So far, we haven't written anything interactive in Haskell. All of the interactivity has come from the environment, which reads some Haskell, runs it, and then finishes. To start with some interactivity, we'll look at the getChar function. This, like its C equivalent, reads one character from the keyboard:
Prelude> getChar '\n' Prelude> getChar x'x'
Obviously, this is not a pure function—it doesn't return the same thing across two calls. How does that work in Haskell? Let's look at its type:
Prelude> :type getChar getChar :: IO Char
The IO here is a monad. As I discussed in my last article, a monad is a sequential set of computational steps. You can think of it as a big lambda term at the front of your entire program, binding the program to the real world. I'm reliably informed that this is entirely the wrong way of thinking about monads, but it seems to work for me.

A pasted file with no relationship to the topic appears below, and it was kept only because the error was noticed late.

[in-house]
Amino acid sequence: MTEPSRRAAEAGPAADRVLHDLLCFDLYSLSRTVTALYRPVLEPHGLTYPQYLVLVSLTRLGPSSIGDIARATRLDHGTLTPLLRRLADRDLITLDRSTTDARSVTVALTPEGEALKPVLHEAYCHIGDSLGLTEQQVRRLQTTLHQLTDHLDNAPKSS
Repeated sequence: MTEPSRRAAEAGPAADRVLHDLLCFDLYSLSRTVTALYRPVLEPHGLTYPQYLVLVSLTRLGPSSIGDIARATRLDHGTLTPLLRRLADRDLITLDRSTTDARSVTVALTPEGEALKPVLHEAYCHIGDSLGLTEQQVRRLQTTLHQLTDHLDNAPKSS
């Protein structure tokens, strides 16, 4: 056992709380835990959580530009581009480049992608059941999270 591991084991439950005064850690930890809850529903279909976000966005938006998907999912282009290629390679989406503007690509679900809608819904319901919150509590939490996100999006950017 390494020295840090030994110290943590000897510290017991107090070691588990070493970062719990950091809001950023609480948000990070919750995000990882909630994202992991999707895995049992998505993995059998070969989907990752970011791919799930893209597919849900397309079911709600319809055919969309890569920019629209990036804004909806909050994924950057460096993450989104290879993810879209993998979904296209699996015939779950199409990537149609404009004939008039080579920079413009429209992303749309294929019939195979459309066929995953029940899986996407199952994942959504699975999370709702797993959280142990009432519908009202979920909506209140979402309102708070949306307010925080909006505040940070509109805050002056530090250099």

There's a lot of explanation about how to use the IO monad available, so I won't repeat them. It's worth remembering though that monads are for a lot more than IO. They are for any sequence of operations that need to be serialized.
My favorite example is the STM monad, which implements software transactional memory. Transactional memory is a blob of shared state in which a sequence of changes is either all made together or is not made at all. This means that you can implement complex read-modify-write (or read-copy-update) operations in Haskell using more or less the same syntax as you use for monads.
A full discussion of how to do this would be much longer than this article, but I'd thoroughly recommend that anyone interested read Simon Pyton Jones' paper Beautiful Concurrency which discuses it in some detail.
Don't Stop There
This article has hopefully given you some idea of why it's worth learning Haskell. Even if you never write any Haskell code, you'll find that a lot of the ideas are useful elsewhere. For example, most languages now include equivalents of the map function and other higher-order functions that are incredibly common in Haskell. I've recently started using a construct a lot like a Monad in a parser generator that I'm working on to allow the parser to backtrack without the user needing to be aware of the backtracking.